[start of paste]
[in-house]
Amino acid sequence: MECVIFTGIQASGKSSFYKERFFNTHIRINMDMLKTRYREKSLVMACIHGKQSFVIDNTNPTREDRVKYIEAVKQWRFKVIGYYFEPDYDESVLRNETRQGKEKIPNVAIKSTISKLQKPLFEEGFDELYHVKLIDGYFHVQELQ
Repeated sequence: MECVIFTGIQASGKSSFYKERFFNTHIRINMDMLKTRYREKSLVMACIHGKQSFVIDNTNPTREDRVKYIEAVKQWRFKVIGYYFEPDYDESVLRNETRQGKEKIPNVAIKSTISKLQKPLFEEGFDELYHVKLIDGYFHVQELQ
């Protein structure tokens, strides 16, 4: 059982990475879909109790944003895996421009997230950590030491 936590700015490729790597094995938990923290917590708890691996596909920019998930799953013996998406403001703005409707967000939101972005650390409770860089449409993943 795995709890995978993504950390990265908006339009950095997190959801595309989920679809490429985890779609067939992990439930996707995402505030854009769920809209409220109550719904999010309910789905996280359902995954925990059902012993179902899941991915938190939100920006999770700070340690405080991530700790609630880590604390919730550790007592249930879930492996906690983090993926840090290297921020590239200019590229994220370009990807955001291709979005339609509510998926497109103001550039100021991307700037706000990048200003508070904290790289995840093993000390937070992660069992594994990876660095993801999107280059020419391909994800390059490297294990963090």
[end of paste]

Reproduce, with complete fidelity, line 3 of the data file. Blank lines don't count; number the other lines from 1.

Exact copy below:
Repeated sequence: MECVIFTGIQASGKSSFYKERFFNTHIRINMDMLKTRYREKSLVMACIHGKQSFVIDNTNPTREDRVKYIEAVKQWRFKVIGYYFEPDYDESVLRNETRQGKEKIPNVAIKSTISKLQKPLFEEGFDELYHVKLIDGYFHVQELQ